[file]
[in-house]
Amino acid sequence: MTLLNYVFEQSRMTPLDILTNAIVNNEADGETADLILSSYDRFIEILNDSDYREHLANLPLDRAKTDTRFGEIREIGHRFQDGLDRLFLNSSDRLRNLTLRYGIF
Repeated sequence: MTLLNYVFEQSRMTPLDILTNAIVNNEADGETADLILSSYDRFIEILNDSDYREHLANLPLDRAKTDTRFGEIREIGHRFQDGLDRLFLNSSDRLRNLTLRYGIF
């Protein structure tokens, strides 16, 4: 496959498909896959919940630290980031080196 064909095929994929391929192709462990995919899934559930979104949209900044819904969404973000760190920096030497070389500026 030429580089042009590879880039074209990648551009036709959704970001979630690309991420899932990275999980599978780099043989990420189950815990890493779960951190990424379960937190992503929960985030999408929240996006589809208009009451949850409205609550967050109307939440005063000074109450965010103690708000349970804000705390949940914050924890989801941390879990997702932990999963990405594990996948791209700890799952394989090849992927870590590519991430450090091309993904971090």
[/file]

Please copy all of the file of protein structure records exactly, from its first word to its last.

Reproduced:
[in-house]
Amino acid sequence: MTLLNYVFEQSRMTPLDILTNAIVNNEADGETADLILSSYDRFIEILNDSDYREHLANLPLDRAKTDTRFGEIREIGHRFQDGLDRLFLNSSDRLRNLTLRYGIF
Repeated sequence: MTLLNYVFEQSRMTPLDILTNAIVNNEADGETADLILSSYDRFIEILNDSDYREHLANLPLDRAKTDTRFGEIREIGHRFQDGLDRLFLNSSDRLRNLTLRYGIF
């Protein structure tokens, strides 16, 4: 496959498909896959919940630290980031080196 064909095929994929391929192709462990995919899934559930979104949209900044819904969404973000760190920096030497070389500026 030429580089042009590879880039074209990648551009036709959704970001979630690309991420899932990275999980599978780099043989990420189950815990890493779960951190990424379960937190992503929960985030999408929240996006589809208009009451949850409205609550967050109307939440005063000074109450965010103690708000349970804000705390949940914050924890989801941390879990997702932990999963990405594990996948791209700890799952394989090849992927870590590519991430450090091309993904971090």